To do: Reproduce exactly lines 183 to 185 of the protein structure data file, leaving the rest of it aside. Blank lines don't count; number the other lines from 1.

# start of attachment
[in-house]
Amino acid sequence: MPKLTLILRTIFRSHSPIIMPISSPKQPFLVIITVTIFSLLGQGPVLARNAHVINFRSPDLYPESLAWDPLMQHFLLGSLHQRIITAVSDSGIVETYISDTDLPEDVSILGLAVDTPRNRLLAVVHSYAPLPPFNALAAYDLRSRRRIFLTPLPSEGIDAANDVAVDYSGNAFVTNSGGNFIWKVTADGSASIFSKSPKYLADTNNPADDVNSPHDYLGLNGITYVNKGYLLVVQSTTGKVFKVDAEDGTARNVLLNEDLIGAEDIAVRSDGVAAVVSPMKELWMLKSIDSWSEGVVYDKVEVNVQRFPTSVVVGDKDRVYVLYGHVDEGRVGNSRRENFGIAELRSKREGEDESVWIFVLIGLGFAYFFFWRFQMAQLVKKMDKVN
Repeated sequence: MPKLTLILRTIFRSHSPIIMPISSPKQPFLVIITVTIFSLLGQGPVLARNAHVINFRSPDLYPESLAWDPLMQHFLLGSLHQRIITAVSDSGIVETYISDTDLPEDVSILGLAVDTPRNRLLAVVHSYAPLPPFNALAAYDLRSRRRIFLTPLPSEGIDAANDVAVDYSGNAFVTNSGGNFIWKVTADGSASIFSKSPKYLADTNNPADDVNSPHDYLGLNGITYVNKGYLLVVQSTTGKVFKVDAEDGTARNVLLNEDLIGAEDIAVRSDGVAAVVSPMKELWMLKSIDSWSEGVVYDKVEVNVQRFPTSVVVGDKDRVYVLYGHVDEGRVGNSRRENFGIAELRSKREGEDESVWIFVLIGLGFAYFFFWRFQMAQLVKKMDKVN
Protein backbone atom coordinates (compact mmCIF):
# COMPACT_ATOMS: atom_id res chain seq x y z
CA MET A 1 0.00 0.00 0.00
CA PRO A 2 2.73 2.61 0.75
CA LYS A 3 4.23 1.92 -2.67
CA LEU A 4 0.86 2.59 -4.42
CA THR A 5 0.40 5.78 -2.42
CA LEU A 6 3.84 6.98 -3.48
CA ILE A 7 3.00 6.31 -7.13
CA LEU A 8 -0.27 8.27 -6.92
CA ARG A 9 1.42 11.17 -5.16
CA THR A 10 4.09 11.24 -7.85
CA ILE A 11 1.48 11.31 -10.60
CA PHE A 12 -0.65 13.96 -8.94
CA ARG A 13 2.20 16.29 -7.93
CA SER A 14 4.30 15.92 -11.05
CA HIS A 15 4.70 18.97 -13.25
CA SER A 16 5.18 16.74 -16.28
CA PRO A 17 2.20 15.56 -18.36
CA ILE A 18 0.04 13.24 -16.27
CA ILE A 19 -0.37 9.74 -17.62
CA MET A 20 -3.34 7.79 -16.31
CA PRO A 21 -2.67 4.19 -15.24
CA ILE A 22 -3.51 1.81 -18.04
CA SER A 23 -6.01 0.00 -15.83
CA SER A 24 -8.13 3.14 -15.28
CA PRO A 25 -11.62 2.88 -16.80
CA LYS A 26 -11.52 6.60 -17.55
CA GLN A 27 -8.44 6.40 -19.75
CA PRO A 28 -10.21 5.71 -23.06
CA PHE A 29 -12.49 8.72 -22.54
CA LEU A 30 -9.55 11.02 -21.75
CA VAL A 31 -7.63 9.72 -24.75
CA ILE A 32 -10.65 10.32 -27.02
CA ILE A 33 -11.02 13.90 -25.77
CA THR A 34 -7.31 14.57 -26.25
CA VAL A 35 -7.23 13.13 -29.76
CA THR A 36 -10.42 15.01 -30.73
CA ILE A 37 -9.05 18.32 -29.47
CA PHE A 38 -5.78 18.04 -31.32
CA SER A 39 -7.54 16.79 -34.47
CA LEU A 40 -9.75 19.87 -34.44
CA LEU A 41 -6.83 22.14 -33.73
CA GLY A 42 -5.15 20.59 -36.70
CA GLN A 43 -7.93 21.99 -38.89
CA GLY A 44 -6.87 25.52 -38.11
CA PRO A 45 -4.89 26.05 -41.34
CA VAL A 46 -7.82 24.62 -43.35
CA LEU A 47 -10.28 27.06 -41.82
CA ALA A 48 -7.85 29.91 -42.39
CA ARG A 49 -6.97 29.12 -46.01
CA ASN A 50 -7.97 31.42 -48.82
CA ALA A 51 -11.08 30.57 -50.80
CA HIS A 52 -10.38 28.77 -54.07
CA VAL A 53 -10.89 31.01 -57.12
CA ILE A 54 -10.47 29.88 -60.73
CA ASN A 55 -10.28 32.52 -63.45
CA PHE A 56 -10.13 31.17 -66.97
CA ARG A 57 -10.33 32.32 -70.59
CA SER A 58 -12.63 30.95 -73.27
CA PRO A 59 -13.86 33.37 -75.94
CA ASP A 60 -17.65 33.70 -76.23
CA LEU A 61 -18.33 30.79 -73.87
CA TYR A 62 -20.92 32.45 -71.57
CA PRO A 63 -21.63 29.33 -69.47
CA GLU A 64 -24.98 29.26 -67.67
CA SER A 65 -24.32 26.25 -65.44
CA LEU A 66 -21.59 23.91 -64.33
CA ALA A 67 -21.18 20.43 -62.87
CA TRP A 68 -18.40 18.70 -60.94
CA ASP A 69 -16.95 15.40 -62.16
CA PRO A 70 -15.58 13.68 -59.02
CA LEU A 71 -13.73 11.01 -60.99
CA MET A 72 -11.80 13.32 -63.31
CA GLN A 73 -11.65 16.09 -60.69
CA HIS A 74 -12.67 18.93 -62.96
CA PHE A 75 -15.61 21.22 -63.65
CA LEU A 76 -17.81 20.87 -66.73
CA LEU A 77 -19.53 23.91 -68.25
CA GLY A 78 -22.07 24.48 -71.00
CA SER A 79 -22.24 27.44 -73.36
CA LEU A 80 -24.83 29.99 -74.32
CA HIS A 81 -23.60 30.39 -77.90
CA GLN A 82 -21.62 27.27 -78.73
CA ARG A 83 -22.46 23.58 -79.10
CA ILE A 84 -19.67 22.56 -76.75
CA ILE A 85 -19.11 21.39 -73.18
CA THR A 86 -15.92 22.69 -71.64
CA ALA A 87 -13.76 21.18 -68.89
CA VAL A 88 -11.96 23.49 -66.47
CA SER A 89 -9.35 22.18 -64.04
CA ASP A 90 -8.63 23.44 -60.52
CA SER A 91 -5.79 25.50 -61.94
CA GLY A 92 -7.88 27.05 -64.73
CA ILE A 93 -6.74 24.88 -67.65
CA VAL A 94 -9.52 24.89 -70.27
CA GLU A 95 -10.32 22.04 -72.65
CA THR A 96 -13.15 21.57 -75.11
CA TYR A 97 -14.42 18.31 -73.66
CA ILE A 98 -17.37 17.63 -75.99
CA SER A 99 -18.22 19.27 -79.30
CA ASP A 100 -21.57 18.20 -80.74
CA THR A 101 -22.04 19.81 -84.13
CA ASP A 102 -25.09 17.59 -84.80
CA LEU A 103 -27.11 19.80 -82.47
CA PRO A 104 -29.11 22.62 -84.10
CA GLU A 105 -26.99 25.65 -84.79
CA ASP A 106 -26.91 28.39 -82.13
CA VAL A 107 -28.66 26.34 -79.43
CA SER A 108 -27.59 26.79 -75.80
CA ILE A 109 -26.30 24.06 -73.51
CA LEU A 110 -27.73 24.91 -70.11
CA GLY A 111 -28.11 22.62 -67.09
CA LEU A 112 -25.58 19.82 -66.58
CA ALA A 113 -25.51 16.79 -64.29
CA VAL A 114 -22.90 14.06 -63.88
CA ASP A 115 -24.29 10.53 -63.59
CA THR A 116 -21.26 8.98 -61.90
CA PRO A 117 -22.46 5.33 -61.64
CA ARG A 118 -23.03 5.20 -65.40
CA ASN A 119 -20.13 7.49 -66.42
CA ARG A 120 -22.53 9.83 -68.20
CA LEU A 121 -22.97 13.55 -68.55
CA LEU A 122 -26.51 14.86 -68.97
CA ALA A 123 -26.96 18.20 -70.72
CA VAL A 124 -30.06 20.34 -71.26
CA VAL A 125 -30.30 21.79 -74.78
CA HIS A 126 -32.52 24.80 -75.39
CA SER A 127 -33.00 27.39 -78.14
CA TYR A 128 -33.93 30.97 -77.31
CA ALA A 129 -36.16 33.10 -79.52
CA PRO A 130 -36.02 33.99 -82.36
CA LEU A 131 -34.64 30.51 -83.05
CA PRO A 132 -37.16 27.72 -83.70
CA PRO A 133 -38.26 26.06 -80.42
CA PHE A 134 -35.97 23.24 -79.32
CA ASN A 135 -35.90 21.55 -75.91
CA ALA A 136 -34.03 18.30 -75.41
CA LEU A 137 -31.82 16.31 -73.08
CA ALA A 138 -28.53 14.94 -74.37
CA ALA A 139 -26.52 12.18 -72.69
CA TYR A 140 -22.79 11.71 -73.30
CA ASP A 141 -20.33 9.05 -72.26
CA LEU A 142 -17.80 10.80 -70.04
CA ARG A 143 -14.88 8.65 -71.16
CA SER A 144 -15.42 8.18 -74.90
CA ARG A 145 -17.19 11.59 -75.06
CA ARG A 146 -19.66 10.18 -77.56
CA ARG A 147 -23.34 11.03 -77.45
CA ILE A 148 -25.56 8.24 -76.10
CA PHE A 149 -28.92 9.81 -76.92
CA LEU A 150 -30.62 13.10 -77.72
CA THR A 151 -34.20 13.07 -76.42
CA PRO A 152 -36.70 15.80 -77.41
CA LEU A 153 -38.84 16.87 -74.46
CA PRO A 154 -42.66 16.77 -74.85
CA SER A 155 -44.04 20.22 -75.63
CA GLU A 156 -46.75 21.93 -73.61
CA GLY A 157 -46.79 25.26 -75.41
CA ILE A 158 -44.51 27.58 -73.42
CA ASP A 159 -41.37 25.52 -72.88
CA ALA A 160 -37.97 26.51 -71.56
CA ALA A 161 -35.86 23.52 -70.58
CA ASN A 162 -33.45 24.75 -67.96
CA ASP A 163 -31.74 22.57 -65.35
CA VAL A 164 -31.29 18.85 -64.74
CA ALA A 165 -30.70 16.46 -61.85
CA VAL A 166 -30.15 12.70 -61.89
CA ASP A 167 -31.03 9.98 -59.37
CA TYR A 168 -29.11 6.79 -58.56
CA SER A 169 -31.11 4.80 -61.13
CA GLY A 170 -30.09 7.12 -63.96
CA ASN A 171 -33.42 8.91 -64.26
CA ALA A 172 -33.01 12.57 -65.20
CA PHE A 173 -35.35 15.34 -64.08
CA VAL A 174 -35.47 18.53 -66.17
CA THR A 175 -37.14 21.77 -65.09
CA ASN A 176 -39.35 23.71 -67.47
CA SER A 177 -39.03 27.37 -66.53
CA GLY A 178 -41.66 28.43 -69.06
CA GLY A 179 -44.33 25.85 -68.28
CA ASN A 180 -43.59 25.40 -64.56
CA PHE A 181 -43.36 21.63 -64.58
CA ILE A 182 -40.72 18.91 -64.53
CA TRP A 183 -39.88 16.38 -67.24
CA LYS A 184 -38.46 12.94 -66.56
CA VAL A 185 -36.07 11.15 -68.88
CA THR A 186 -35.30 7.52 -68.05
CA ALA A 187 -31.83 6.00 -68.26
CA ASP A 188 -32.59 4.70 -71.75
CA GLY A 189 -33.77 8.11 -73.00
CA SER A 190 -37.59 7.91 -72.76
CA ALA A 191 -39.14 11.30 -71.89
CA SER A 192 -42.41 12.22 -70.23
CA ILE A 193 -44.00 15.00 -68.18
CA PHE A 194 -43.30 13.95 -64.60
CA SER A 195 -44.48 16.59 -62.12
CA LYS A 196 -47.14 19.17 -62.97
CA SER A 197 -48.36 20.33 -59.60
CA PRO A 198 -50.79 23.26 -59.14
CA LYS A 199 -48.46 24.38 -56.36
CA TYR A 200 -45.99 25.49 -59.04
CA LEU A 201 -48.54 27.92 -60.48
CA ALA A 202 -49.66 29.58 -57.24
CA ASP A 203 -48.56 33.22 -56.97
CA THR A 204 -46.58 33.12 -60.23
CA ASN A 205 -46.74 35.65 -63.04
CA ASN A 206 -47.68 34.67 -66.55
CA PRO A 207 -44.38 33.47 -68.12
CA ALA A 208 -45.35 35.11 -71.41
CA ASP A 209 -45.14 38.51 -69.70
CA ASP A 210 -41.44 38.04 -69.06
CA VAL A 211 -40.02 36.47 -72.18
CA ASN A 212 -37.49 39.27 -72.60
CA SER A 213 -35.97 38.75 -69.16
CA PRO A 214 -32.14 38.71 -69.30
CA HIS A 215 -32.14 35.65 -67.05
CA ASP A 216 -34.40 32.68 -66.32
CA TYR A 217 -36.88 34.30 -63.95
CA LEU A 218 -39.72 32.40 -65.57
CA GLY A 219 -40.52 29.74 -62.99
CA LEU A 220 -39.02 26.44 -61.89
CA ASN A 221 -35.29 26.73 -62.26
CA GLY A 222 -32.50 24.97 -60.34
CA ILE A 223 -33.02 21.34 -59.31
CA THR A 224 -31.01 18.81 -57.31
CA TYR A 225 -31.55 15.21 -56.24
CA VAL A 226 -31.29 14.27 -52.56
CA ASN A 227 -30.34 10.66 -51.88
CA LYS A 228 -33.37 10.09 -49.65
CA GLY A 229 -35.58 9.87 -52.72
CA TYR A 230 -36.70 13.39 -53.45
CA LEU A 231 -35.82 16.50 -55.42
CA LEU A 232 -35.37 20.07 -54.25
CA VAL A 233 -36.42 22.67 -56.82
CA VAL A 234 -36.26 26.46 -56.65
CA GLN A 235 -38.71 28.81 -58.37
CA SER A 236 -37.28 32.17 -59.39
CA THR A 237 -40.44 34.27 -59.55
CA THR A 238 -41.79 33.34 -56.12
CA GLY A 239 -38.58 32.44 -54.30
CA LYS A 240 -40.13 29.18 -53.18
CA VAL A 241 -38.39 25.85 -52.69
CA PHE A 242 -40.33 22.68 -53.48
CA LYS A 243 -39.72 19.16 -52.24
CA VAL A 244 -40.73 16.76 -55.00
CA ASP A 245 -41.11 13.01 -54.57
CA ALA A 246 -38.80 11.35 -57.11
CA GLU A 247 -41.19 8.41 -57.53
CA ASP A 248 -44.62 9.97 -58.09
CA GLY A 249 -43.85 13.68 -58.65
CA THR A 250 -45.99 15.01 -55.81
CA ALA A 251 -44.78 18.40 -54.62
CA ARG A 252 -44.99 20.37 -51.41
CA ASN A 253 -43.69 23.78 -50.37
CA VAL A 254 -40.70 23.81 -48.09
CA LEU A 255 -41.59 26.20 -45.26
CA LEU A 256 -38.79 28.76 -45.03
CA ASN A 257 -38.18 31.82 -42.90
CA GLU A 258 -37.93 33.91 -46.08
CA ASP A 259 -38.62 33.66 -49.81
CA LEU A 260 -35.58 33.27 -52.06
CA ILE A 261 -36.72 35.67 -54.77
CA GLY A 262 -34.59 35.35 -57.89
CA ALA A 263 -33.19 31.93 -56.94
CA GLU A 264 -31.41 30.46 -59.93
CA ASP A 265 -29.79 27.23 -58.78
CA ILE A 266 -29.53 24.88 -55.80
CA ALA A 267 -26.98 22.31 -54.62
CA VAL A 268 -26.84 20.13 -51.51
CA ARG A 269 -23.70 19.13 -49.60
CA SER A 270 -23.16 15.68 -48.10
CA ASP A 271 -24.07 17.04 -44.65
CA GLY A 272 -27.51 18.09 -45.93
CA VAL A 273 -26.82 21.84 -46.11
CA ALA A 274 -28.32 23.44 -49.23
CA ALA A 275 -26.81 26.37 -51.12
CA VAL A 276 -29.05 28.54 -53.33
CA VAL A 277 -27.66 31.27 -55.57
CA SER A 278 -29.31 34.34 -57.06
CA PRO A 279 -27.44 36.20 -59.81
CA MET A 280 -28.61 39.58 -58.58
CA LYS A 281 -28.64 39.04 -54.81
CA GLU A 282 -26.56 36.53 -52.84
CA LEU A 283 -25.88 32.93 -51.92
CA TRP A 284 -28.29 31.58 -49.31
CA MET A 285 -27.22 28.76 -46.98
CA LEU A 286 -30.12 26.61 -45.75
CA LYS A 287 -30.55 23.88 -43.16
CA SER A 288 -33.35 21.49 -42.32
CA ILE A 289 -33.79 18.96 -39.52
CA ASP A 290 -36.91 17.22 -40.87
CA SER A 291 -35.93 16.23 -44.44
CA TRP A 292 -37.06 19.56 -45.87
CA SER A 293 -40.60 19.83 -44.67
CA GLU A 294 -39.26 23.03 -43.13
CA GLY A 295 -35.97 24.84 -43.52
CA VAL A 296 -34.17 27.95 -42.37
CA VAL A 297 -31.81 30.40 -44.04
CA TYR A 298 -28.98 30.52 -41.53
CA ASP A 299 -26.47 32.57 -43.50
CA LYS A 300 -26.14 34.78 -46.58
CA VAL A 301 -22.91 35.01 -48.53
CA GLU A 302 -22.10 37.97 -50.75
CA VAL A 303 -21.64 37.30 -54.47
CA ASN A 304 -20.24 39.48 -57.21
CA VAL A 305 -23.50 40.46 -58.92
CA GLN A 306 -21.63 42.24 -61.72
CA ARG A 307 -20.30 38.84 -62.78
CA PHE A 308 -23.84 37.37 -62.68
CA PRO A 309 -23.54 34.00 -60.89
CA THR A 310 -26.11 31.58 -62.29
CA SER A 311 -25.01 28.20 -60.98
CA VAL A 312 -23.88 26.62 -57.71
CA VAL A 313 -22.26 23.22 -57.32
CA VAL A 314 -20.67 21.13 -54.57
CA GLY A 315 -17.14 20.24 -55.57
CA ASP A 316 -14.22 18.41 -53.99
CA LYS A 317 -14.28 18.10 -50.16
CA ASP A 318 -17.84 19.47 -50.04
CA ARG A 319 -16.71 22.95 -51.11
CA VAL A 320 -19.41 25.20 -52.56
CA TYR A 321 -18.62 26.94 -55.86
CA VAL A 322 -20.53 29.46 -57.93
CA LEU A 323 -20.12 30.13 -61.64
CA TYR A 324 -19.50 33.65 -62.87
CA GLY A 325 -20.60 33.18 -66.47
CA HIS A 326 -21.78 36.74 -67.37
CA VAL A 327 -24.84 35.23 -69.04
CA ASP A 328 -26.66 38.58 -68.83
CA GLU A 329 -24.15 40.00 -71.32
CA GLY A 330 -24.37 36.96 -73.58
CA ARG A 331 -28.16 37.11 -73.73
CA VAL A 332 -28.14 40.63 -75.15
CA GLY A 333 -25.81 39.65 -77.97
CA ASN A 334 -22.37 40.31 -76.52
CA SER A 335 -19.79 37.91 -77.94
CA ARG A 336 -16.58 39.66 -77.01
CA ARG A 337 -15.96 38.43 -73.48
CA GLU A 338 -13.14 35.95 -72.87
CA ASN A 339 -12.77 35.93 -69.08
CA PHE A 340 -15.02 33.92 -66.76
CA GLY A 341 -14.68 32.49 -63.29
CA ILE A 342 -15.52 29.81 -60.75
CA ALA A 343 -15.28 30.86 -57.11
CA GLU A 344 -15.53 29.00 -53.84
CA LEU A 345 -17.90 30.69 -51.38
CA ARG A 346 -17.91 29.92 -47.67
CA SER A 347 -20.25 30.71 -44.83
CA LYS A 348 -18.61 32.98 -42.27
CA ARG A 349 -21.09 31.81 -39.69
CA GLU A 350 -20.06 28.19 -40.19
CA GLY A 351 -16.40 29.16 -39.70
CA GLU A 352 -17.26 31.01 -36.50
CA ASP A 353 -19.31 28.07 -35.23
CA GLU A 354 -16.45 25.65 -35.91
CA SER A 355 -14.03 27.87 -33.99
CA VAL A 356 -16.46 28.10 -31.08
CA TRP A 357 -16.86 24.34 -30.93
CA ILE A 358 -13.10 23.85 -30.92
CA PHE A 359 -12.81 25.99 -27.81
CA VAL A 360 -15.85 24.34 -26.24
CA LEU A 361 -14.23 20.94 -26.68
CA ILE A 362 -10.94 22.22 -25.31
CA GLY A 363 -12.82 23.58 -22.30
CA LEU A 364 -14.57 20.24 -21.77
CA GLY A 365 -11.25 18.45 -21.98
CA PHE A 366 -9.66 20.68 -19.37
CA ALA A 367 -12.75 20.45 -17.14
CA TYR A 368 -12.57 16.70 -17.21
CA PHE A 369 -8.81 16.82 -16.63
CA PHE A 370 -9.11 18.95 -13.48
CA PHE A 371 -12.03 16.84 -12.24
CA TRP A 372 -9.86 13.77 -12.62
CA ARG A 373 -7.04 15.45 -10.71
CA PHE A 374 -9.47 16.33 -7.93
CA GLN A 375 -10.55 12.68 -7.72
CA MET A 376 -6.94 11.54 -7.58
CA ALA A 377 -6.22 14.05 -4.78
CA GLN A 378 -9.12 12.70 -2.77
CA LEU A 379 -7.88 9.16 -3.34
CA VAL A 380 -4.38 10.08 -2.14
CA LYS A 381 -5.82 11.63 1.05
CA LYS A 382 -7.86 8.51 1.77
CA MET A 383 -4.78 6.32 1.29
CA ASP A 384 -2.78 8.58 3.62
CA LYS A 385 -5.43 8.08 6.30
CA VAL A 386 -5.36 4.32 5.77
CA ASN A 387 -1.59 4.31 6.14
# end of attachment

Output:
CA GLY A 178 -41.66 28.43 -69.06
CA GLY A 179 -44.33 25.85 -68.28
CA ASN A 180 -43.59 25.40 -64.56